The witnesses heard to date by the Crown have been doctors and a policeman. Yesterday afternoon the Crown began to present the evidence on which it is basing its accusation of murder, and its first witness was Madame Arcade Lemay, of Ste. Philomène, in the county of Lotbinière.

Madame Lemay was first questioned by Maître Fitzpatrick.

"Do you know the accused?"
"For how long have you known her?"
"For the four years that she has lived in the house next to ours."
"Have you had occasion to speak to the accused over the past year?"
"Do you know if she has any children?"
"I know that she has one from her most recent marriage. She told me that she had had four or five, I believe, from her first marriage. Télesphore had had four from his first marriage."
"Would you meet with her often?"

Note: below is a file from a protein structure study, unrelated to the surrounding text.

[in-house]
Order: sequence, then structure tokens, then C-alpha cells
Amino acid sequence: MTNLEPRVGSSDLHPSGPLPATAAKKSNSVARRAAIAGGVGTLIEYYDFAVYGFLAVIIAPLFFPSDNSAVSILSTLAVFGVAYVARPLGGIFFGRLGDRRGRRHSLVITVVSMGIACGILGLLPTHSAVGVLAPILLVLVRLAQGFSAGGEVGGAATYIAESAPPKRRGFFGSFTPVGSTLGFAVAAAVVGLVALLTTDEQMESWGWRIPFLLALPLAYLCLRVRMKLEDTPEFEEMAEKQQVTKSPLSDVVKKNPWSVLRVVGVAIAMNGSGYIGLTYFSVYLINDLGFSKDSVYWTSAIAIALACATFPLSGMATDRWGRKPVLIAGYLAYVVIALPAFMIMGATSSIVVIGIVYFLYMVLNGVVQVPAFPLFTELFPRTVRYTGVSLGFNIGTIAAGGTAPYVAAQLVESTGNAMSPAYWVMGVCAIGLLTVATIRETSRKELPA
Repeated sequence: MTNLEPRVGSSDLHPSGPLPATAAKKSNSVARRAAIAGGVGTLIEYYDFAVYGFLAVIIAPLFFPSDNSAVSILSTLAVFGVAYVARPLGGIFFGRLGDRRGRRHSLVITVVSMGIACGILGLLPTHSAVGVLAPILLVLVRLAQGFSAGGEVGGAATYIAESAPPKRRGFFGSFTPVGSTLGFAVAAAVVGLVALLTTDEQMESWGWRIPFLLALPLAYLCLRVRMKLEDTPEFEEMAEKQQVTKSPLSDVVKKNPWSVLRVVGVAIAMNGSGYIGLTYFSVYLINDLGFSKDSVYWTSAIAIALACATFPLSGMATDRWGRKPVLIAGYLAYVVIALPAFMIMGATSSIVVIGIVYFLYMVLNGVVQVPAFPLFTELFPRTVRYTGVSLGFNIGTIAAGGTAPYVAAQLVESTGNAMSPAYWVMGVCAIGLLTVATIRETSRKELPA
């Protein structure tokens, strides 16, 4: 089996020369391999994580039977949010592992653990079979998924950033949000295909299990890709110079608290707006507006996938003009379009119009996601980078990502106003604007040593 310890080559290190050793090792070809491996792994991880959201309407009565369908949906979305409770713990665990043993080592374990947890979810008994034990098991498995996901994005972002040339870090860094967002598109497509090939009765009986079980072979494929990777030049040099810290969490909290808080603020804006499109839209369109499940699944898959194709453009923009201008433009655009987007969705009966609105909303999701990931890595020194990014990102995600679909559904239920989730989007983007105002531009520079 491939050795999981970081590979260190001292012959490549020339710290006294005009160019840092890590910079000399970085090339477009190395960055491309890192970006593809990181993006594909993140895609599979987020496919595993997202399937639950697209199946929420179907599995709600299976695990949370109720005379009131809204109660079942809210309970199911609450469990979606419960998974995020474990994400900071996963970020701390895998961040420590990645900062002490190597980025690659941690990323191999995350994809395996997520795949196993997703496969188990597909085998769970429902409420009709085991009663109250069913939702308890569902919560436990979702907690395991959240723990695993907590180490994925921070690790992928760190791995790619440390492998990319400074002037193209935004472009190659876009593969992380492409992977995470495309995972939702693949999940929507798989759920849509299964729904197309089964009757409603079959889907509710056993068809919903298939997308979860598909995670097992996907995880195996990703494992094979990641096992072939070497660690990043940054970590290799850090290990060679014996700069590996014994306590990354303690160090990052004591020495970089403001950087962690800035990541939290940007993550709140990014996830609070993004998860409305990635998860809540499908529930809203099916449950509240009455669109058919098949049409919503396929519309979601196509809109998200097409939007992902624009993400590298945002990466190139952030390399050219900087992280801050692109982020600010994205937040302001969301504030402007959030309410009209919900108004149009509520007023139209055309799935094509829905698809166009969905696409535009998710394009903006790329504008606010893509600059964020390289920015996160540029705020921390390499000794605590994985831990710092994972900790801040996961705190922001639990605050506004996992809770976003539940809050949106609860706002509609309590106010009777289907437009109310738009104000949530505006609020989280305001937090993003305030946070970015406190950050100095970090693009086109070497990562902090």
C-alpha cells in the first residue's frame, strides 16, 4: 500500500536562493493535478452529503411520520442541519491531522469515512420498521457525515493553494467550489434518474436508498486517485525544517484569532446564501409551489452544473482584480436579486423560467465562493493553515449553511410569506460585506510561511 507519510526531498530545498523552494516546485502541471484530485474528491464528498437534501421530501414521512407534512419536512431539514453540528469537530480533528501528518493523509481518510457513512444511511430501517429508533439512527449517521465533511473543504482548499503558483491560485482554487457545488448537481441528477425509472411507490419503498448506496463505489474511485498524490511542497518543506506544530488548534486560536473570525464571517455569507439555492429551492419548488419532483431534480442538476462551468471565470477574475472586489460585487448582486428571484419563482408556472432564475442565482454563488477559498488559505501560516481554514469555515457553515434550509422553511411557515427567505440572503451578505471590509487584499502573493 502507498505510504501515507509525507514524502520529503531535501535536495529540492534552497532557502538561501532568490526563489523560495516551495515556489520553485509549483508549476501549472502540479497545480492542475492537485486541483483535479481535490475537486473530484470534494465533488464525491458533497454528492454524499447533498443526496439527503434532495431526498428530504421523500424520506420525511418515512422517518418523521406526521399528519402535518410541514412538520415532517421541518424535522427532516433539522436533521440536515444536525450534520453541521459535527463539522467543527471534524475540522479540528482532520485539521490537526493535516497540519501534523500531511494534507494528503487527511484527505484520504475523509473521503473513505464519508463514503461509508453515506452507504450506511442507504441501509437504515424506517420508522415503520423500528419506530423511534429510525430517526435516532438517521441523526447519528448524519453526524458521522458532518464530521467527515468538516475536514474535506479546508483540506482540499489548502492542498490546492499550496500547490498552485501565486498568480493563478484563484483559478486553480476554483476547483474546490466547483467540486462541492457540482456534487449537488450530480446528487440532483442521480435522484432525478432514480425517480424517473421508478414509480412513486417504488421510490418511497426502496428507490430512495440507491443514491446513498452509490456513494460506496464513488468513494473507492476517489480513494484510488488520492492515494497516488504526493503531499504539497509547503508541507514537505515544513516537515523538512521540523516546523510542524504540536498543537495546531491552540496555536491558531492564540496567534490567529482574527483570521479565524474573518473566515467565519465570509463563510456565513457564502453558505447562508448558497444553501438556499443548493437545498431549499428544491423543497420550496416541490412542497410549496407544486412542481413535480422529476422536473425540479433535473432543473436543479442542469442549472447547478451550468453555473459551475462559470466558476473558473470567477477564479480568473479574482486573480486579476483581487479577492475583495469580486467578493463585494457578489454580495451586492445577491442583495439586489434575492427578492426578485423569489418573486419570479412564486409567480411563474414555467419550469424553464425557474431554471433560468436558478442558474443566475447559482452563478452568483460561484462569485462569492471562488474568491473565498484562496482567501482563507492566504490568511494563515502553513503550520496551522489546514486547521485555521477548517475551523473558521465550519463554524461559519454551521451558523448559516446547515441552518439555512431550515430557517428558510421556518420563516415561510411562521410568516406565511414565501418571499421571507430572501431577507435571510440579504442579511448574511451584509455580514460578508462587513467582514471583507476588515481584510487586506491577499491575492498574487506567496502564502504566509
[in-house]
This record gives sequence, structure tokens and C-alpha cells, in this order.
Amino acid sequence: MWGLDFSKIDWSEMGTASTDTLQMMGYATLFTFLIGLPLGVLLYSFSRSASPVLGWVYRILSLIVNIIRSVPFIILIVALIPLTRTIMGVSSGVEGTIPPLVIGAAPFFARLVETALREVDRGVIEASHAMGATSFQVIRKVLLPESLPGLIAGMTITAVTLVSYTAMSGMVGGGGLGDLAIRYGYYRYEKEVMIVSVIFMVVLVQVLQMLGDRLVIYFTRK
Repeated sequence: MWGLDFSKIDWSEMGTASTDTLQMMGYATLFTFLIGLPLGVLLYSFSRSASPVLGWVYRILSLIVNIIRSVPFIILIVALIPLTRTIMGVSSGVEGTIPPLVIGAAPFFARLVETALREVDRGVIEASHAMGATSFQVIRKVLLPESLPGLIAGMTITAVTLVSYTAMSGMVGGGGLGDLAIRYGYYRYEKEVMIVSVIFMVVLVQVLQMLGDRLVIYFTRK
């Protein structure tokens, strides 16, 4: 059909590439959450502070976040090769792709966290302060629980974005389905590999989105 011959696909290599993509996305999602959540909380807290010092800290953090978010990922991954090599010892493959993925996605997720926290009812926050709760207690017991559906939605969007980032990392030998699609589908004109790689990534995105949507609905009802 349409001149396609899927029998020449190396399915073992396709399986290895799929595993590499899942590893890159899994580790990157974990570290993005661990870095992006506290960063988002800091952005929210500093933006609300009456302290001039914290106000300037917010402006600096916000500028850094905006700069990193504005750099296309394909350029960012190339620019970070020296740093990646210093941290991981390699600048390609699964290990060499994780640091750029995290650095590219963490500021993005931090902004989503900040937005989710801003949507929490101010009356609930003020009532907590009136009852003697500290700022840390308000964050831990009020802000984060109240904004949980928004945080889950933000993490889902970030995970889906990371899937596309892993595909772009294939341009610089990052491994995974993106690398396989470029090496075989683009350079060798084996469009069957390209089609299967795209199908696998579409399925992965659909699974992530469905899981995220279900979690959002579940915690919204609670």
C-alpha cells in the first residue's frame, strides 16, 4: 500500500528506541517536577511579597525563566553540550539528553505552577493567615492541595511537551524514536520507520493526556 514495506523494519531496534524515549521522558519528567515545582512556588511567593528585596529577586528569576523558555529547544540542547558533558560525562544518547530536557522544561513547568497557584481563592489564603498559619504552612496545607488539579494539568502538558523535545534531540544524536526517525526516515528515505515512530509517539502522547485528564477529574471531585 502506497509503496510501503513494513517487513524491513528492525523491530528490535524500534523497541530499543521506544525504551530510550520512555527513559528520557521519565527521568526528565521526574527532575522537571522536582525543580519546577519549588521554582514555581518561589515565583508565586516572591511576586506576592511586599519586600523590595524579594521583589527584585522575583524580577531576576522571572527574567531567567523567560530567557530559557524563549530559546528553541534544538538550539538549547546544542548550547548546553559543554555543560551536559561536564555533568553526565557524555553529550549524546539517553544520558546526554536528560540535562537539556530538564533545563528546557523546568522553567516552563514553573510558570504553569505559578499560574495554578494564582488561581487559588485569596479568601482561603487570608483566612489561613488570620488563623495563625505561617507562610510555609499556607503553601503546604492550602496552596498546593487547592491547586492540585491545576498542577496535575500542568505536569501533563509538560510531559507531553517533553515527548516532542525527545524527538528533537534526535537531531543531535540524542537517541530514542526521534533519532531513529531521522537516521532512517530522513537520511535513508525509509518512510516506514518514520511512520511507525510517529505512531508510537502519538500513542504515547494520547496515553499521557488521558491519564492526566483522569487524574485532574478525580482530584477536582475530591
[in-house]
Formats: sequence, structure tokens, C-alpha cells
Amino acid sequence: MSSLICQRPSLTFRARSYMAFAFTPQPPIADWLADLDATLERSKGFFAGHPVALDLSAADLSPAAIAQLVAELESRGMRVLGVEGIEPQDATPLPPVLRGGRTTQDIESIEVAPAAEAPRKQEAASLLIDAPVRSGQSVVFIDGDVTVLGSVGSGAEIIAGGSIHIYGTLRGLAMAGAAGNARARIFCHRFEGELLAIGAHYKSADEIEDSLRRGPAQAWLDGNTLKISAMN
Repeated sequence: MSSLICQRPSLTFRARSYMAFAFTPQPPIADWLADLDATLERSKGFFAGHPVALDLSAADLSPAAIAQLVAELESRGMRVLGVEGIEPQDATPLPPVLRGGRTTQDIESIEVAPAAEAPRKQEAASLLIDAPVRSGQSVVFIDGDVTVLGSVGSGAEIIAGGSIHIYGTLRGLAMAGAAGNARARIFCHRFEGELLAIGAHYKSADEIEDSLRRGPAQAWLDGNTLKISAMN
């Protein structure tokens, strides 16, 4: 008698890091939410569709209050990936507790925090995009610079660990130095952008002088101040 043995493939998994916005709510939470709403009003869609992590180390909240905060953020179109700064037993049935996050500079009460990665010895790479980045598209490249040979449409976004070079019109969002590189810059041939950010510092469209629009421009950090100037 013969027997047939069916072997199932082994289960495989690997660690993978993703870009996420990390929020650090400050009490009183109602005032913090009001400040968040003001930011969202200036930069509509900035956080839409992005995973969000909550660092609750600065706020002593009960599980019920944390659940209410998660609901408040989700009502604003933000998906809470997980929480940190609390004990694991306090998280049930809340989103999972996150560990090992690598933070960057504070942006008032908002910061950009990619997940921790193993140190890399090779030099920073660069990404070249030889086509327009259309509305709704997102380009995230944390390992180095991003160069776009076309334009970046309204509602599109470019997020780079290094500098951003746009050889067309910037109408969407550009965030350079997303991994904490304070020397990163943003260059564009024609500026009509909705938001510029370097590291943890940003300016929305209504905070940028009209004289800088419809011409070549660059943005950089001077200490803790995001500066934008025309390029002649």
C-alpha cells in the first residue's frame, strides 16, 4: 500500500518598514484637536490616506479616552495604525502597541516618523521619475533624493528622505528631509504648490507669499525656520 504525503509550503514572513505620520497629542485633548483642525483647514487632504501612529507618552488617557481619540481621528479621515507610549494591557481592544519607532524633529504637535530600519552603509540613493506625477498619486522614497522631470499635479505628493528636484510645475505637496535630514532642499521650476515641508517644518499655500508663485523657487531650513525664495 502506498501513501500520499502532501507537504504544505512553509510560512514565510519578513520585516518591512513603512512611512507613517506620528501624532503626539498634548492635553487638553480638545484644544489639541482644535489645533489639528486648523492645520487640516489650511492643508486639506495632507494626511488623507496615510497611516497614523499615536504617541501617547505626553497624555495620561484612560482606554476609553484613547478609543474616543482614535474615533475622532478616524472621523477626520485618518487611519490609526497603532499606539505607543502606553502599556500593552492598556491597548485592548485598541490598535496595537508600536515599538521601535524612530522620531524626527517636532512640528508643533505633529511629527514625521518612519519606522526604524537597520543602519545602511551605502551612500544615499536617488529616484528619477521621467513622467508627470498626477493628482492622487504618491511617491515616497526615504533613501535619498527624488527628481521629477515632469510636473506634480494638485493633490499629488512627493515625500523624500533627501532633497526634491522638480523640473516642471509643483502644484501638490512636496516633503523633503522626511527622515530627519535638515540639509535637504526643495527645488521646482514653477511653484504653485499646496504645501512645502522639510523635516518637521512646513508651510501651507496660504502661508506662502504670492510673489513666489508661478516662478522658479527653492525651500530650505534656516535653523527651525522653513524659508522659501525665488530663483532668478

"From time to time."
"Did you often have conversations with her?"
"What did she talk to you about?"
"About her children, whom she said were very hard to discipline. One day she showed me an axe handle that she said her husband had used to punish Aurore."
"Is it this axe handle here?"
"It was white and longer than that one."
"Did you say anything to her about this?"
"I said to her: 'That's not a weapon for beating a child.' She said to me: 'The child didn't even cry.' I replied: 'That can't be so. A man spanks too hard with a club like that. If you are not able to bring up the child, send her to a convent instead.' She answered: 'That is too expensive. We can't afford to send our children to a convent.'
"Did you speak of other things together?"
"That was always the subject of our conversation. She would always repeat that the children didn't listen."
"When was the last time you spoke to the accused before Aurore died?"
"It was last February 9, three days before the death of the little deceased girl. I went to the Gagnons' house."
"I was worried about little Aurore. I hadn't seen her all winter."
"Did this child often go outside?"
"Before these recent months, she would go out like the other children, on errands."
"On February 9, was the accused at her home?"
"She was there. Her husband was not there."
"-What happened?"